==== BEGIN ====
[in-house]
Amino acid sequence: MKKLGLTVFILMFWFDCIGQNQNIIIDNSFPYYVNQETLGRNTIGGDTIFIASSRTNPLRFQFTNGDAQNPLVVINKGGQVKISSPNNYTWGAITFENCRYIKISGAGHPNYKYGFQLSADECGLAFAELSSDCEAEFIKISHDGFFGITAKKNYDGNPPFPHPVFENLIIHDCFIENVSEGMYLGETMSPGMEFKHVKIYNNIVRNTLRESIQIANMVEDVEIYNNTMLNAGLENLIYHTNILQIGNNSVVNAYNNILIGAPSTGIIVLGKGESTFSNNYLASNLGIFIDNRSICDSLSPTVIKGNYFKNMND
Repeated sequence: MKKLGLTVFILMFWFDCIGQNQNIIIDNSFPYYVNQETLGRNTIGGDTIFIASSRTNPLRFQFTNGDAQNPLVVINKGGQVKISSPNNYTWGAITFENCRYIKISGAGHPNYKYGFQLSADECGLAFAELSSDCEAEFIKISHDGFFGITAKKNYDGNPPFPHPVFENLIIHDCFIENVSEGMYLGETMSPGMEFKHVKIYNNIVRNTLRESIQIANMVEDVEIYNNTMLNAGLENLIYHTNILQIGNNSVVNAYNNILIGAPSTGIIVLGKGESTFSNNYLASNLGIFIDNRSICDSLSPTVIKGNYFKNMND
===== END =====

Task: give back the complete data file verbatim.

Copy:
[in-house]
Amino acid sequence: MKKLGLTVFILMFWFDCIGQNQNIIIDNSFPYYVNQETLGRNTIGGDTIFIASSRTNPLRFQFTNGDAQNPLVVINKGGQVKISSPNNYTWGAITFENCRYIKISGAGHPNYKYGFQLSADECGLAFAELSSDCEAEFIKISHDGFFGITAKKNYDGNPPFPHPVFENLIIHDCFIENVSEGMYLGETMSPGMEFKHVKIYNNIVRNTLRESIQIANMVEDVEIYNNTMLNAGLENLIYHTNILQIGNNSVVNAYNNILIGAPSTGIIVLGKGESTFSNNYLASNLGIFIDNRSICDSLSPTVIKGNYFKNMND
Repeated sequence: MKKLGLTVFILMFWFDCIGQNQNIIIDNSFPYYVNQETLGRNTIGGDTIFIASSRTNPLRFQFTNGDAQNPLVVINKGGQVKISSPNNYTWGAITFENCRYIKISGAGHPNYKYGFQLSADECGLAFAELSSDCEAEFIKISHDGFFGITAKKNYDGNPPFPHPVFENLIIHDCFIENVSEGMYLGETMSPGMEFKHVKIYNNIVRNTLRESIQIANMVEDVEIYNNTMLNAGLENLIYHTNILQIGNNSVVNAYNNILIGAPSTGIIVLGKGESTFSNNYLASNLGIFIDNRSICDSLSPTVIKGNYFKNMND